Baylor University’s department of modern languages and cultures will be holding a free World Cinema Series with films being shown every Tuesday at 6 p.m. in Bennett Auditorium.
The goal of the cinema series, which started Sept. 1, is to give students an opportunity to experience cultures around the world through film, according to a news release from the Baylor communications department. The event is sponsored by the department of modern languages and cultures with Dr. Cristian Bratu, associate professor of French in charge.
“The purpose of The World Cinema Series is to provide students with a global perspective,” Bratu said.
The idea for the cinema series came to Professor Bratu when he was at home watching television, he said. He noticed there were no movies in foreign languages. Bratu, who grew up in Europe, said there are movies shown in different languages with subtitles on television very often in other counties. After recognizing this trend on television, Bratu decided to survey his classes about whether they had seen any foreign films. The majority of the students had never watched any films from overseas, he said.
“Its important to see how people live in different countries,” Bratu said. “We need to expose students to information from other countries.”
The event is going into is ninth year and has seen success in the past. When professor Bratu arrived in 2007, a French professor was only showing four French films. As other professors in the modern language department saw the success of this it began to grow.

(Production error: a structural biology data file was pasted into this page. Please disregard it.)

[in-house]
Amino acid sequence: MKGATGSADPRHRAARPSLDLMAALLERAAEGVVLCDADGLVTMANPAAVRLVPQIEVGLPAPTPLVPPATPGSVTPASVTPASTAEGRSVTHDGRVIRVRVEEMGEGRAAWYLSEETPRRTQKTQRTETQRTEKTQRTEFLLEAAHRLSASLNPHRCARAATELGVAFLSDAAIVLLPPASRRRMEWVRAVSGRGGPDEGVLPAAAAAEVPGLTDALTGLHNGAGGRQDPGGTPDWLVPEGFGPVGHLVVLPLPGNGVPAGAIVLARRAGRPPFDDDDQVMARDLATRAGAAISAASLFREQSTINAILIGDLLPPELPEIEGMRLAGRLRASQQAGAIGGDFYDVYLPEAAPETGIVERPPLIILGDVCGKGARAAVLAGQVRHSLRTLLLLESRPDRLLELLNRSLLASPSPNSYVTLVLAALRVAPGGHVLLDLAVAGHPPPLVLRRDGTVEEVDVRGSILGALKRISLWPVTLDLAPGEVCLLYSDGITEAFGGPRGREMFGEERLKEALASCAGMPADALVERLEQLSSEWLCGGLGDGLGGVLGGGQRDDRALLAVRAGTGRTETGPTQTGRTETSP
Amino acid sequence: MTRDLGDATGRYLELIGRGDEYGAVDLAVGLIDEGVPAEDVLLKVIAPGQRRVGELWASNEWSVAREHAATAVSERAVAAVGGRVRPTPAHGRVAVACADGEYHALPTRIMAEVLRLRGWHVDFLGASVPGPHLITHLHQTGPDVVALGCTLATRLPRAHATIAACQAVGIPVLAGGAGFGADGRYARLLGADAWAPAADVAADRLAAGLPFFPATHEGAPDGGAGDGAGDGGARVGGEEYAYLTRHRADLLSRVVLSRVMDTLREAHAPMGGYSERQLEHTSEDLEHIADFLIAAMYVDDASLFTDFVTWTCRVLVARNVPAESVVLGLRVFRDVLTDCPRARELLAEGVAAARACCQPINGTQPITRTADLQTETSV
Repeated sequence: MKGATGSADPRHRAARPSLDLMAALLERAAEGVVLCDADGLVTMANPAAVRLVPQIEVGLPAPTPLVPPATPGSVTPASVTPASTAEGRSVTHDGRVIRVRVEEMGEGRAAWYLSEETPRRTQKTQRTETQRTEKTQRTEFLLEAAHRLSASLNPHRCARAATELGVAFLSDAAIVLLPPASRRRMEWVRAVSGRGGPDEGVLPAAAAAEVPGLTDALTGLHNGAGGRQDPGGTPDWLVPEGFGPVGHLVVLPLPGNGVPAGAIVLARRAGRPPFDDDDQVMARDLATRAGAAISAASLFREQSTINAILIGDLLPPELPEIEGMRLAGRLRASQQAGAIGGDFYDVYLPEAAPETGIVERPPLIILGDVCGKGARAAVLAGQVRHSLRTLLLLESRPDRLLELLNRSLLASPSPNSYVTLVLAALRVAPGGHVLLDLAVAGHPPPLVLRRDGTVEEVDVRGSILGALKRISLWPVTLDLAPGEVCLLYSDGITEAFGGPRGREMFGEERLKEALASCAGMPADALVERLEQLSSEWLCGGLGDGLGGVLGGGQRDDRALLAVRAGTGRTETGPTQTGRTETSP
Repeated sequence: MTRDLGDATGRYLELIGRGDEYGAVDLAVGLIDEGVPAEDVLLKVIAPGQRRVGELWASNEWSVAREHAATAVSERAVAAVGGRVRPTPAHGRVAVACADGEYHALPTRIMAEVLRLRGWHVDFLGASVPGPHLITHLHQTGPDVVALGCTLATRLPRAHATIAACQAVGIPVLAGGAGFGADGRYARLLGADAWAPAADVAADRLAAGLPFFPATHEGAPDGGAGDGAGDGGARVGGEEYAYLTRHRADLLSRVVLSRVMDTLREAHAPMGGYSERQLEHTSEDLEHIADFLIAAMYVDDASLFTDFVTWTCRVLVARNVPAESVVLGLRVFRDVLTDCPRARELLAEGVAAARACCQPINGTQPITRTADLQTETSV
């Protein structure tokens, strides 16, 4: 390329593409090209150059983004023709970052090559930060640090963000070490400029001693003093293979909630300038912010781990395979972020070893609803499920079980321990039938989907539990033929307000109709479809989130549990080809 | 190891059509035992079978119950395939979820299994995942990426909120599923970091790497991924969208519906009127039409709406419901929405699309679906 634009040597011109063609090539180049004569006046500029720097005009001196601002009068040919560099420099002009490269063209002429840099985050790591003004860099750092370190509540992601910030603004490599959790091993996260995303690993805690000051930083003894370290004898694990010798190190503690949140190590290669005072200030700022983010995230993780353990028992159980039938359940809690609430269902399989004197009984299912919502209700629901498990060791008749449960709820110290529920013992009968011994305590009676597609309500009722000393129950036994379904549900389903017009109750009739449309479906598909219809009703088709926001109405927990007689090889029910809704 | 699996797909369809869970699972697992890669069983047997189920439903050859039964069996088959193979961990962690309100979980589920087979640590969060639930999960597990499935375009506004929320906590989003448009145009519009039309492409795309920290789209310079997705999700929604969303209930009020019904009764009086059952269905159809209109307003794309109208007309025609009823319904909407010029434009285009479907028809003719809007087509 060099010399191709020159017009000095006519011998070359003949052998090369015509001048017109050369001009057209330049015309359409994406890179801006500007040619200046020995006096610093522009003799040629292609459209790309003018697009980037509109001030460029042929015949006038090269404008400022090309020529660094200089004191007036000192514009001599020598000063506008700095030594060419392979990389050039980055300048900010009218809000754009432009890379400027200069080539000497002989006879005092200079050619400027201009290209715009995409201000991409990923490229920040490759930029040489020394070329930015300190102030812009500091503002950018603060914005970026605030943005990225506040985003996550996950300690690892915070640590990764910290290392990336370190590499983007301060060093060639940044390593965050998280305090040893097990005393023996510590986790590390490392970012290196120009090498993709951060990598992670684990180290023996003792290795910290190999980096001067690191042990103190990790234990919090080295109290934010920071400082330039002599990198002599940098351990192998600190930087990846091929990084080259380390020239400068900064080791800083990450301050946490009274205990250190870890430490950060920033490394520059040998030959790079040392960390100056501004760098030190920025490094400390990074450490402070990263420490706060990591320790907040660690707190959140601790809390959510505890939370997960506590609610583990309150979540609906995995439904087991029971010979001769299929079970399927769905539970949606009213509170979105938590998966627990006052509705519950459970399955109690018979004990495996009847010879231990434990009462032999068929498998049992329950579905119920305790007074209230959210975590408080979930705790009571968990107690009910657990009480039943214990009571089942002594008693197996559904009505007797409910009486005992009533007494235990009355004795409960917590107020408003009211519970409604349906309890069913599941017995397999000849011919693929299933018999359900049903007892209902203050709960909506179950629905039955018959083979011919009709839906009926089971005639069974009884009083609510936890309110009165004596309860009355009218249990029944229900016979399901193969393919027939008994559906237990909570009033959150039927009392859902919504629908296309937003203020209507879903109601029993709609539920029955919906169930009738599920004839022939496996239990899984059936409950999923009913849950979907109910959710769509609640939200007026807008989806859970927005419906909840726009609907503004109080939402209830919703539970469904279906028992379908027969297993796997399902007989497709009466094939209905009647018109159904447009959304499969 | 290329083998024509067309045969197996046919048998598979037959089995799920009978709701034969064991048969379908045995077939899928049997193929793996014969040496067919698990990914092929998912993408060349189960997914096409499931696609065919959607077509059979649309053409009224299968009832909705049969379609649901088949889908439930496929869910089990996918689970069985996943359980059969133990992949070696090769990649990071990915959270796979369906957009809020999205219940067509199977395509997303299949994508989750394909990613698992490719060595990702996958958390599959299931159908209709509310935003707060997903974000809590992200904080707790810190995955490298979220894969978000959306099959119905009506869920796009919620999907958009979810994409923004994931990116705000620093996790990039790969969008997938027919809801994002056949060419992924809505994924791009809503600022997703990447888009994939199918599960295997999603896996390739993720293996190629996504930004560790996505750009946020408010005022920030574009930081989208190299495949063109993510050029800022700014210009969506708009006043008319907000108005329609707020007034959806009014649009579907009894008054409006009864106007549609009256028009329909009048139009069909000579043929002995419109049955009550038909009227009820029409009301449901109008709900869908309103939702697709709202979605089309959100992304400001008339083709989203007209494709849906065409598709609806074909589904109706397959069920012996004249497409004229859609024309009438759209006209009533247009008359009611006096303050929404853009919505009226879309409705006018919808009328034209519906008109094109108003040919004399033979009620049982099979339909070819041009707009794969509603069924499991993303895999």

“It started as the European cinema series and then grew into the world cinema series,” Bratu said.
While the films are targeted towards students studying modern languages, all students can benefit from watching these films. Bratu references ‘Pro Futuris,’ part of the Baylor motto, for the impact of the cinema series.
“Students become leaders in this globalized world,” Bratu said. “They change lives in different countries.”
The use of film to help the students learn about other cultures is one Bratu says resonates with the current college generation.
“Your generation likes film,” Bratu said. “Kids today like music and film.”
Rosario Colchero-Dorado, lecturer of Spanish said the series brings the students beyond the classroom.
“The films are a great opportunity to see a variety of topics and get perspectives,” Colchero-Dorado said. “Thats why we’re here, to get different points of view.”
The films will be ranging from countries such as Australia, France, Italy, Spain, China and Russia. The professors in the modern language department spent summer break to think of movies to be in the series, Bratu said. The wide range of counties and languages is something Professor Bratu hopes will draw in more students.
“I’d love to be able to have as many students as possible,” Bratu said.
In the past the average attendance has been 30 to 40 students Bratu said. They have reached totals of around 120, packing Bennett auditorium.
The film festival will run both semesters. If interested in seeing a list of the films planned for the fall semester visit their website.